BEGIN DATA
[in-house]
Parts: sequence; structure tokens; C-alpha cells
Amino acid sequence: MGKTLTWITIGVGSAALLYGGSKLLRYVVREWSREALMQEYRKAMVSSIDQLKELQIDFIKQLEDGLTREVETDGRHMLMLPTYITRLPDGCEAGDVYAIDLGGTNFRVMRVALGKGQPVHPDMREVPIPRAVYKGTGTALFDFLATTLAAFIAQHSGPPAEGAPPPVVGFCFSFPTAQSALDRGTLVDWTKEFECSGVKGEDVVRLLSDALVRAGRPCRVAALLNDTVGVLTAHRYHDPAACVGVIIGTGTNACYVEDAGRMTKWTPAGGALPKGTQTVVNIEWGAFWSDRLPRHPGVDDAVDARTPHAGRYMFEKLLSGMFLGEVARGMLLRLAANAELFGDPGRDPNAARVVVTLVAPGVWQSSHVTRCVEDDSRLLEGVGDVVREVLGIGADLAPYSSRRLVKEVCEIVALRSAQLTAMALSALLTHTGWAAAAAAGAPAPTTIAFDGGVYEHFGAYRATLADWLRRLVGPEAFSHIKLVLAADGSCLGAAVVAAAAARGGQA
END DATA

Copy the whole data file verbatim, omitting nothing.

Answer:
[in-house]
Parts: sequence; structure tokens; C-alpha cells
Amino acid sequence: MGKTLTWITIGVGSAALLYGGSKLLRYVVREWSREALMQEYRKAMVSSIDQLKELQIDFIKQLEDGLTREVETDGRHMLMLPTYITRLPDGCEAGDVYAIDLGGTNFRVMRVALGKGQPVHPDMREVPIPRAVYKGTGTALFDFLATTLAAFIAQHSGPPAEGAPPPVVGFCFSFPTAQSALDRGTLVDWTKEFECSGVKGEDVVRLLSDALVRAGRPCRVAALLNDTVGVLTAHRYHDPAACVGVIIGTGTNACYVEDAGRMTKWTPAGGALPKGTQTVVNIEWGAFWSDRLPRHPGVDDAVDARTPHAGRYMFEKLLSGMFLGEVARGMLLRLAANAELFGDPGRDPNAARVVVTLVAPGVWQSSHVTRCVEDDSRLLEGVGDVVREVLGIGADLAPYSSRRLVKEVCEIVALRSAQLTAMALSALLTHTGWAAAAAAGAPAPTTIAFDGGVYEHFGAYRATLADWLRRLVGPEAFSHIKLVLAADGSCLGAAVVAAAAARGGQA